May 31, 2016 by middleearthnj
As school winds down and summer approaches, many teens are full of excitement over celebrations, such as graduation, and the free time they know they will have during school break. However, it’s important for parents to know that risks for their teens increase during the summer season. A report from the White House Office of National Drug Control Policy shows that more American teens try cigarettes, marijuana and alcohol for the first time in summer than at any other time of year.
- Alcohol is the most widely abused substance among youth because it is:
- the most socially acceptable drug among teens (only 34% of teens strongly disapprove of their peers getting drunk), and
- the most easily obtained drug for adolescents (77% of teens say alcohol is easily accessible and 53% report their source for alcohol is family or friends).
- Approximately 10% of 9- to 10-year-olds have started drinking. Nearly one-third of youth begin drinking before age 13.
- Most teens drink excessively. About 90% of the alcohol consumed by youth under the age of 21 in the United States is in the form of binge drinking (5 drinks for men and 4 for women in the space of two hours or less).
- Forty-four percent of teens believe that drinking 5 or more drinks nearly every day is not a “great risk.”
- Seven of the 10 deadliest days for teen drivers occur during the summer. Car accidents are the number one cause of death among teens in the U.S., and 1 out of 3 teen drivers who die in car crashes are under the influence of alcohol.
Teens decide to try alcohol for many reasons, but some of the most common are:
- asserting their independence
- desire for adventure or risk
- ignorance of alcohol’s negative effects on their health and behavior
- peer pressure
- to escape or relax,
- to relieve boredom
There are many risks and negative consequences to underage drinking, such as:
- Death. Unfortunately, almost 5,000 youth die every year as a result of alcohol use. Using alcohol can result in falls, car crashes, alcohol poisoning, drowning, violence, and suicides.
- Injury. Almost 200,000 people, under age 21, visit the emergency room each year for significant injuries or other conditions related to alcohol.
- Poor judgment. Alcohol impairs our ability to think rationally, and as a result can lead to poor decisions. Risky behavior, such as drunk driving, unprotected sex, and violent behavior, can lead to life-altering results.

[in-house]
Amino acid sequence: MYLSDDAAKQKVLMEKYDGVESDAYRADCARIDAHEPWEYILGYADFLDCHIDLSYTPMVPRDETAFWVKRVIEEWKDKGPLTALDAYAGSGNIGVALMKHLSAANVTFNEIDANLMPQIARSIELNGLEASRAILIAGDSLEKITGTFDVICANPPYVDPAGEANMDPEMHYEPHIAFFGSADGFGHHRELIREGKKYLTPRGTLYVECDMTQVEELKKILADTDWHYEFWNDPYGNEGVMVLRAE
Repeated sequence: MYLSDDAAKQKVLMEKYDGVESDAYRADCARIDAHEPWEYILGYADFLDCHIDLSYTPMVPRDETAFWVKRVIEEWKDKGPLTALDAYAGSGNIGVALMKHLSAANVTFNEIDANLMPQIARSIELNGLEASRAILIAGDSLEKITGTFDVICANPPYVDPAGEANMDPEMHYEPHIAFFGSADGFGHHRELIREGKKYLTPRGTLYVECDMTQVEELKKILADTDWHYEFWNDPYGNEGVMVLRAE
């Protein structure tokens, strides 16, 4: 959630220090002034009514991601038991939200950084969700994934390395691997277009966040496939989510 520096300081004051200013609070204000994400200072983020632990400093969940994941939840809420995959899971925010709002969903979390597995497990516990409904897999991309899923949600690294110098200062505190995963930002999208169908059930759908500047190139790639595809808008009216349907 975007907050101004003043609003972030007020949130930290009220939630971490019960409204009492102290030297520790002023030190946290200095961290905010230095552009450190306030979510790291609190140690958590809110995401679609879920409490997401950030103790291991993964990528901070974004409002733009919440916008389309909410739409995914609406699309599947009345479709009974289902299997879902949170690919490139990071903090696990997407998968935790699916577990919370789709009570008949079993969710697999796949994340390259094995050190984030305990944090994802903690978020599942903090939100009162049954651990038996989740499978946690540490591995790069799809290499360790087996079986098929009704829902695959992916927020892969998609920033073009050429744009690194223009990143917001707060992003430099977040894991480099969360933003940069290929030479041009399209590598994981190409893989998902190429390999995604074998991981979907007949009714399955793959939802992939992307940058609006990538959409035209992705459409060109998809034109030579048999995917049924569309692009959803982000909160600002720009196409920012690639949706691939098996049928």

- Sexual assault. Underage drinkers are more likely to rape or be raped after drinking.
- Addiction. Using alcohol before the brain has fully developed dramatically increases the risk for future addiction to alcohol and drugs. Young people who start drinking alcohol before age 15 are 5 times more likely to develop alcohol abuse or dependence than people who first used alcohol at age 21 or older.
- Cognitive problems. The human brain does not reach full development until age 25, and alcohol actually alters this development. It is possible for alcohol abuse to cause cognitive or learning problems.
What Parents Can Do
Parents have tremendous influence on whether their child decides to drink or not. Here are things you can do:
- Explain the effects of alcohol. Talk to your teen about the dangers of alcohol, as listed in the above section. Discuss what alcohol (and other drug) use means for your child’s mental and physical health, and safety. Explain how alcohol impairs your teen’s ability to make good decisions and how that can have life-altering consequences.
- Role model. If you drink, make sure you use responsible drinking behavior. Never drive after drinking any amount of alcohol (your teen will not be able to distinguish one glass of wine for an adult versus two beers for an adolescent). Only drink in moderation, and seek professional help if you are struggling with an alcohol problem. Finally, do not use alcohol as a way to cope with your problems. If you’re stressed, model deep breathing or exercising, rather than drinking.
- Do not give your teen alcohol. In addition to being illegal, there is no way for teens to understand the mixed message of being able to have a drink with their parents, but not have a drink with their friends.
- Be clear that you disapprove of underage drinking. In April 2014, a survey from Mothers Against Drunk Driving (MADD) showed that teens whose parents tell them that underage drinking is completely unacceptable are more than 80 percent less likely to drink than teens whose parents give them other messages about underage drinking.
- Stay open with your teen. Have regular conversations with your teen about their life. Attend their activities. Schedule family time to connect. Get to know your teen’s friends and their parents.
- Fight the media culture. Kids, ages 11-14, see approximately 1,000 alcohol ads a year. Make sure that you discuss the commercials, movies, and advertisements that the media is providing. Your teen should not just receive messages about alcohol (and other drugs) from peers and media. They should also hear what you have to say. You have a lot more influence than you might think.